Human ingenuity

When you see population growth which doesn’t equate with starvation, it’s a testimony to our human ingenuity.

The US has less than 2 percent of its labor force in agriculture, yet no one is without a hamburger (even when it’s thrown out by McDonald).

From Malthus to Moore, we have moved up the value chain.

The race to dominate mobile application is driving companies and start-ups to faster deploying wireless devices and software application.

No more excuses, such as  “let me get back to the office”, since office is now mobile (computer and car cultures converged).

Tablets used to be carried around by UPS men.

Then car rental companies used wireless receipt printers in their return parking lot.

And now, I Pad for everyone, everywhere.

Bio tech century ushers in longer life expectancy (hint, longer customer lifetime value).

Clever marketers would think like a customer, visualize not just today, but tomorrow as well.

Engineering has made its mark. The next century belongs to international marketers who can trade without borders.

Not just Multi -National Companies (MNC), but localized product and market development for domestic consumption (BRIC and CIVETS).

(AIG spins off its Japan branch, or Macy in Atlanta has more hat selections).

We learn more about each other, strength and weakness (Kissinger said, ” we did it to ourselves” in retrospect about the war in Vietnam).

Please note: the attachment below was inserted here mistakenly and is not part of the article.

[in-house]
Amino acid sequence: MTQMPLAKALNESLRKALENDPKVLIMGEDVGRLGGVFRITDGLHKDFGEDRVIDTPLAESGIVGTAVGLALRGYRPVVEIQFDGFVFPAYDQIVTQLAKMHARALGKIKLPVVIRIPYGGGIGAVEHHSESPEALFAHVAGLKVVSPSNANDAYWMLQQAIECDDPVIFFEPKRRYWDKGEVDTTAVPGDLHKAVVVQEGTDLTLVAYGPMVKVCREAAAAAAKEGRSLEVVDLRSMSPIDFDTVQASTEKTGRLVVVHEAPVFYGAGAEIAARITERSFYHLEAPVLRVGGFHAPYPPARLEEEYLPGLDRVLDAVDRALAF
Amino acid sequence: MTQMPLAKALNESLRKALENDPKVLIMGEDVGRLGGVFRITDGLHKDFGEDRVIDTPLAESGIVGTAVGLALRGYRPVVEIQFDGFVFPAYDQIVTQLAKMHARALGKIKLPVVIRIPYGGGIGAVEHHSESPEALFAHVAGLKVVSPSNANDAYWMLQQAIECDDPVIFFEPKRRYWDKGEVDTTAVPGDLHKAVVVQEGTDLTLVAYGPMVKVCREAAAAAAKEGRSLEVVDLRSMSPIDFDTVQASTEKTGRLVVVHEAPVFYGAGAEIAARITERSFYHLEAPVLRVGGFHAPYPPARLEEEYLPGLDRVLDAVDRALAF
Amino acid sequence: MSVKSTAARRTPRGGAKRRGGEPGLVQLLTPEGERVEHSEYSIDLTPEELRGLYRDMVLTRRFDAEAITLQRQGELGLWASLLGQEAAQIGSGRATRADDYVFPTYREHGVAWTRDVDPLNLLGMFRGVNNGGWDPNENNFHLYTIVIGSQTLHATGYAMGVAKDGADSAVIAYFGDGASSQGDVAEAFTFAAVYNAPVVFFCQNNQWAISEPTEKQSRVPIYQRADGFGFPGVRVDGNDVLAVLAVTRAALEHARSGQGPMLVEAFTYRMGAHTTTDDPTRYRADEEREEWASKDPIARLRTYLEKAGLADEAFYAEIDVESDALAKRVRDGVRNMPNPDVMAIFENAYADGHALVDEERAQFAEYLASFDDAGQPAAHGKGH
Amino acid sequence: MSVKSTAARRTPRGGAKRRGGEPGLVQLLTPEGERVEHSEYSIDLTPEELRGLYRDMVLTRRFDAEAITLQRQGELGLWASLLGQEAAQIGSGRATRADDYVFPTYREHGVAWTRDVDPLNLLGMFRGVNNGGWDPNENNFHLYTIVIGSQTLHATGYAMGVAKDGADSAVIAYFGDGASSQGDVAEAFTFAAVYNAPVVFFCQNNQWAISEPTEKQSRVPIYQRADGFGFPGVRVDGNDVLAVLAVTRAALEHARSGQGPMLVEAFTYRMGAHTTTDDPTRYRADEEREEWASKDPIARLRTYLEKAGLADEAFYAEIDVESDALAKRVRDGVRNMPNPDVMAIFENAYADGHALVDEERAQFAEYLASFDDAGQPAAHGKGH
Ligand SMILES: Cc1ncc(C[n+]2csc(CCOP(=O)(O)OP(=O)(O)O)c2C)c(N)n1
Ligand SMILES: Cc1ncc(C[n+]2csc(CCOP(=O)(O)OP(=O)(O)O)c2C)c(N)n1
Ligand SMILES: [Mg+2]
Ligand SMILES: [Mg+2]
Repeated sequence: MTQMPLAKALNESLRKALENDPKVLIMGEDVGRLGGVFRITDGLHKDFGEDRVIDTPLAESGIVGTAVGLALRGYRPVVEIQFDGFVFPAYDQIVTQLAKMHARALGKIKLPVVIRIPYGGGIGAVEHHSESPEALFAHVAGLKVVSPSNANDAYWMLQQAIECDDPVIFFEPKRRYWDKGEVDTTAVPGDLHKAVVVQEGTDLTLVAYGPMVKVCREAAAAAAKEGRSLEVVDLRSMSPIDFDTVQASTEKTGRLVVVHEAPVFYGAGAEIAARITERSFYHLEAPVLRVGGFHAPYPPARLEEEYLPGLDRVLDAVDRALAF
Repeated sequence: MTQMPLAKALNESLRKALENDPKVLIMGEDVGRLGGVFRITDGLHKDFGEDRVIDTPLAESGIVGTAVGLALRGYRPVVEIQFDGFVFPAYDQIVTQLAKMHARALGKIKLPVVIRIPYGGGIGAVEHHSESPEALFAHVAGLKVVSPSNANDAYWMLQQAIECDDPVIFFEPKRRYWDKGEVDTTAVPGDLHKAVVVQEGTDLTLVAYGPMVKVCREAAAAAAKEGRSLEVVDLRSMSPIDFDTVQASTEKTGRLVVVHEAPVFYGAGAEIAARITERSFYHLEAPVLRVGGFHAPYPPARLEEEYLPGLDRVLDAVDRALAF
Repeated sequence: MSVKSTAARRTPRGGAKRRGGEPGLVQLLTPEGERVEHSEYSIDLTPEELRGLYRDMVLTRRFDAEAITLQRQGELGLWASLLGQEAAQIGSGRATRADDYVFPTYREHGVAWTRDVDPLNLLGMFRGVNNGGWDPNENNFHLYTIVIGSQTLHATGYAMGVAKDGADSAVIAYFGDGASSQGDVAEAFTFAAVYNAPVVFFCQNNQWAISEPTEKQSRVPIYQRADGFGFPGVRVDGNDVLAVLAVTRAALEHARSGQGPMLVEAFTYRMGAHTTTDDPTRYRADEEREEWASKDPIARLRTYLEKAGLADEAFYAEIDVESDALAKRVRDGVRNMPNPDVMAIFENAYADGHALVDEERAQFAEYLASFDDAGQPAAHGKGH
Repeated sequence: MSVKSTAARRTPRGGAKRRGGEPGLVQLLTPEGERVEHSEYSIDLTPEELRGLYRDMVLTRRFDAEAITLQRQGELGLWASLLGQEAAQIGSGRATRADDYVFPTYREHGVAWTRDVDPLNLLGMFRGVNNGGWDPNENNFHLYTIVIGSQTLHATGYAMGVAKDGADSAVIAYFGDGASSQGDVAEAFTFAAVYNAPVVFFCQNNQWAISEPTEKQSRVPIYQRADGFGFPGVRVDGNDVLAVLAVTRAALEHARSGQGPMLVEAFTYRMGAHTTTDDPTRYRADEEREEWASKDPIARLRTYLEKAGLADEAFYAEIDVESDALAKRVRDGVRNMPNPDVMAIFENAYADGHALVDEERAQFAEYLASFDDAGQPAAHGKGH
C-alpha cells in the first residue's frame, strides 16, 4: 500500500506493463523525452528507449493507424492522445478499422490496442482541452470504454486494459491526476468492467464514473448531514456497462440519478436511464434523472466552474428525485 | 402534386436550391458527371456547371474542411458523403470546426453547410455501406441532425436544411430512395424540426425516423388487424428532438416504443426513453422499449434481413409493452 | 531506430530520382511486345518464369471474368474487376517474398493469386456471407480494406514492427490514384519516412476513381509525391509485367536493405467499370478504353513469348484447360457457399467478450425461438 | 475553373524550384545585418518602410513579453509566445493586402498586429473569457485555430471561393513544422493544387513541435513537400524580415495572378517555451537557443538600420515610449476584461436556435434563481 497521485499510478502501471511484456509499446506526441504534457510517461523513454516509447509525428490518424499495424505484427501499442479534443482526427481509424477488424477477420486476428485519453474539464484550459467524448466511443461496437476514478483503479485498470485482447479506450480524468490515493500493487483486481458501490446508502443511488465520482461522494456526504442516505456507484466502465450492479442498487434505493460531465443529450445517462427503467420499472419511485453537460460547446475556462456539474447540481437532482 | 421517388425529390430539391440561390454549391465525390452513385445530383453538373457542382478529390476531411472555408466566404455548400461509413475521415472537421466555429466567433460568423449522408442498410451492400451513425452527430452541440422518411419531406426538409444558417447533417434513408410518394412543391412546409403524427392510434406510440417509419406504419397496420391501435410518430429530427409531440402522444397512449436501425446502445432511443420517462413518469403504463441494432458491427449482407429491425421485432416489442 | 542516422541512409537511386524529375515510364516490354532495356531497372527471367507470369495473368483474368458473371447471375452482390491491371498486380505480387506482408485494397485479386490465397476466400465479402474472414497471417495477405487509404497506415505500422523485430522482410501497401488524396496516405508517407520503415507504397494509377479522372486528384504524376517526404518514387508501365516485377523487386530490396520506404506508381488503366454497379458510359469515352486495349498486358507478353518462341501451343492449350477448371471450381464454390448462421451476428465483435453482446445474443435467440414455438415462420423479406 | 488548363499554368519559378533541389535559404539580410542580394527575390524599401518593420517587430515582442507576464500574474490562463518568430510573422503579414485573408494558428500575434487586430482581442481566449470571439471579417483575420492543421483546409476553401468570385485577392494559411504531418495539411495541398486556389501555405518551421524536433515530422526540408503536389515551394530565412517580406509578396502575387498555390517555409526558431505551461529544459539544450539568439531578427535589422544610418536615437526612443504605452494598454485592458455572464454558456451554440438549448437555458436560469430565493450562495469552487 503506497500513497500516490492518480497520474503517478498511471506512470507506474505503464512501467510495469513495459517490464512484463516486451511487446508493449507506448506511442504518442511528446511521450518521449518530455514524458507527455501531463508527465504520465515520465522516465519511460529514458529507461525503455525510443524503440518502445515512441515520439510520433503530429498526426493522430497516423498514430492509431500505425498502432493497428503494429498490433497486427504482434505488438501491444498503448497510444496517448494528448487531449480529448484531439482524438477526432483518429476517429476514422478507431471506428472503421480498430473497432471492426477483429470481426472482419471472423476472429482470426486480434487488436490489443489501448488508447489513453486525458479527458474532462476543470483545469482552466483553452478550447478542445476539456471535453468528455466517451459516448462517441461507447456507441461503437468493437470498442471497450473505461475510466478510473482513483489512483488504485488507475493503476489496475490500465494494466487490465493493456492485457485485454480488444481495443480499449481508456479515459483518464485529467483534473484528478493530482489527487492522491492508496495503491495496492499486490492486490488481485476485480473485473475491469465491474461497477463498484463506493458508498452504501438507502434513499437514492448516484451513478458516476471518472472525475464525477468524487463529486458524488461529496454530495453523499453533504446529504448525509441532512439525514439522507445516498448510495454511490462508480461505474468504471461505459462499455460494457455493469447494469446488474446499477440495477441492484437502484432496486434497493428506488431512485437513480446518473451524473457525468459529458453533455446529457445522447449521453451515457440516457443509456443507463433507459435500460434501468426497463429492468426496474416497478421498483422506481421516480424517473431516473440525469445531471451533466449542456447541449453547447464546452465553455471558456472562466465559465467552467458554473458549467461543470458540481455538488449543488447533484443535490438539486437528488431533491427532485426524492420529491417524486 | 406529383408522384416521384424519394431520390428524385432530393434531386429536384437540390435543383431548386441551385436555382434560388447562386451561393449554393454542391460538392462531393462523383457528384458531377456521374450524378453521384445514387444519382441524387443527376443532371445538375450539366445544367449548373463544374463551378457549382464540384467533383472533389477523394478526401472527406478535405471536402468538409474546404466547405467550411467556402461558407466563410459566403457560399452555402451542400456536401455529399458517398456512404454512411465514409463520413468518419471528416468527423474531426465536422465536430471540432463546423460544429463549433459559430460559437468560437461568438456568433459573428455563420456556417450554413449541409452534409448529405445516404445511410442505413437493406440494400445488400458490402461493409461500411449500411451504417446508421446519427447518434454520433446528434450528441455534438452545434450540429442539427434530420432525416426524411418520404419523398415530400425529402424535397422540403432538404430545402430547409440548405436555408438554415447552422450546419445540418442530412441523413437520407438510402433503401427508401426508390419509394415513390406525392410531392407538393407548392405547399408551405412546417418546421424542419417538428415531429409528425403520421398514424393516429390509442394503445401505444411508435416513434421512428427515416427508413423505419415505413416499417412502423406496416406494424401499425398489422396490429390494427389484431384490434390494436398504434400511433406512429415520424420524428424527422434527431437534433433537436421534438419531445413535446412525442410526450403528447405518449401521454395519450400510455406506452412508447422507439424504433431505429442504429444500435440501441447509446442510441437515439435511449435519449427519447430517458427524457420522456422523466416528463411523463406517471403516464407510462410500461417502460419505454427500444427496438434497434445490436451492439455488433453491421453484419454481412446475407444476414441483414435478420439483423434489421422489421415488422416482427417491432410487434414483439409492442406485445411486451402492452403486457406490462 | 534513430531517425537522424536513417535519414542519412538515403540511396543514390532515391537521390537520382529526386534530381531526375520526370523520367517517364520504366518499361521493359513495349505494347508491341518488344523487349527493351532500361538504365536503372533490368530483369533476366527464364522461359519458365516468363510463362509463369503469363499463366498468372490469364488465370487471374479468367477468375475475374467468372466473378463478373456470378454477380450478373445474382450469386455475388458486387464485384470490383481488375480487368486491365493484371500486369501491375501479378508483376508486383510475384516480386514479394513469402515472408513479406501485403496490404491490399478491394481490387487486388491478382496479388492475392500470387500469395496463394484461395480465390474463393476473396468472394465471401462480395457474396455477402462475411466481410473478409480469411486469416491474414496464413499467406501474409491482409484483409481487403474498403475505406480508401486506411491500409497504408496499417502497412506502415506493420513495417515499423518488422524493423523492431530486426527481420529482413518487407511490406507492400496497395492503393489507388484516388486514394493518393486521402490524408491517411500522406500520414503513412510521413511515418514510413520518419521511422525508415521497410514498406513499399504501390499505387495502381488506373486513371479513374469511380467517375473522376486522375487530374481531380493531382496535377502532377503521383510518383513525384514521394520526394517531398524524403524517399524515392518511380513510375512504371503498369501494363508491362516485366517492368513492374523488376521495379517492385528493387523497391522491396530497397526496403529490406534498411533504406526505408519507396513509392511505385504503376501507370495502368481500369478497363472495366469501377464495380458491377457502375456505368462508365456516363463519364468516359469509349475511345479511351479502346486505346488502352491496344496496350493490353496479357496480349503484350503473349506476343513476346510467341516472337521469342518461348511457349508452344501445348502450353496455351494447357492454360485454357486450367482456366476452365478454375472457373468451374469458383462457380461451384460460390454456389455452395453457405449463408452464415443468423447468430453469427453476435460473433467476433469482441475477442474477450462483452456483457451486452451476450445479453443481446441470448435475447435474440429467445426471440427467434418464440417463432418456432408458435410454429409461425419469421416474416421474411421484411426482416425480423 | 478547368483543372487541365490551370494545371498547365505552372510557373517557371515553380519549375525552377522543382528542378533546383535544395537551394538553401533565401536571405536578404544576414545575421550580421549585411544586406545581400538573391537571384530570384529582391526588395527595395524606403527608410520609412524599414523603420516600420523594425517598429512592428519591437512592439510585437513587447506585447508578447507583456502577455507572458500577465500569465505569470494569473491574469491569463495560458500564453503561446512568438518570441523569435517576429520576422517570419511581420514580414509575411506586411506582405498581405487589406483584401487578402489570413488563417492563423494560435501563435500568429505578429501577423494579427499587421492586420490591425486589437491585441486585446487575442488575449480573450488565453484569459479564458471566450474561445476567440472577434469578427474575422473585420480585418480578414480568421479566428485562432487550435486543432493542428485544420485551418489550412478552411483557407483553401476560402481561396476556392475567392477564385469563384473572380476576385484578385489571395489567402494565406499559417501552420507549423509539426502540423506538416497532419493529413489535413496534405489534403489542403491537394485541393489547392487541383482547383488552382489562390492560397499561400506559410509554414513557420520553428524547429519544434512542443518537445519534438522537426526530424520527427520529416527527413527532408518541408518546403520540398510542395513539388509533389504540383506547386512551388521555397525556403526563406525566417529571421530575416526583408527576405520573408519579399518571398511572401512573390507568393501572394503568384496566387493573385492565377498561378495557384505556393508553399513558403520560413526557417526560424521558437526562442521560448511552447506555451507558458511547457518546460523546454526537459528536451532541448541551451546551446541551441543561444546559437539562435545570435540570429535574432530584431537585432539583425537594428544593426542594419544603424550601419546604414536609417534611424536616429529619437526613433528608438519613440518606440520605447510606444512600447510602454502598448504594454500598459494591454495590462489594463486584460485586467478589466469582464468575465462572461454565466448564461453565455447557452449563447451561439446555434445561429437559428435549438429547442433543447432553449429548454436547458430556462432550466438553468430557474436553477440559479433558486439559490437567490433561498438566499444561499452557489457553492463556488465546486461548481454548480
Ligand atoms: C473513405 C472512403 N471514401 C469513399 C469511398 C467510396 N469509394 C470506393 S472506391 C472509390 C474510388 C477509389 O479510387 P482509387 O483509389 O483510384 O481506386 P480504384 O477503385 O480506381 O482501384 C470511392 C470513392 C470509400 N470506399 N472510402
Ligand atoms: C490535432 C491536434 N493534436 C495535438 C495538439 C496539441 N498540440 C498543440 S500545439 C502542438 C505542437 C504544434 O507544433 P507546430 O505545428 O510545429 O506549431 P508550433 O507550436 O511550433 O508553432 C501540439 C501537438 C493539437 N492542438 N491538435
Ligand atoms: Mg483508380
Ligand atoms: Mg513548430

So we learn our lessons and move on. Human ingenuity is not without pain. In fact, pain is a prerequisite.

As long as we learn from our mistakes, and factor them into future plan. The sub – prime experience for instance. It should have been limited  to a lesser share of the pie (but loan pushers wouldn’t settle for those otherwise suffice non-sub prime packages. Up-sell til we melt).

Or as President Carter kept saying, ” I should have factored in one more helicopter” – when referring to the debacle of hostage rescue attempt during his last year in office.

We made mistakes. But great men admit them, learn from them, and work them into the equation. In sales, we call it the funnel. We anticipated the many NO’s coming our way. This, we did it unto ourselves i.e. rejection and objection. Part of the job. Part of growing pain. Part of tapping into the well of human ingenuity.

As of this edit, David Brook of the NYT has a piece on “the Humanist Vocation”. Huffington Post has a piece about the anniversary of the Pentagon Papers. All learned lessons. Work that into future Syria strategy. Work that into the next app. Stop not learning and growing.


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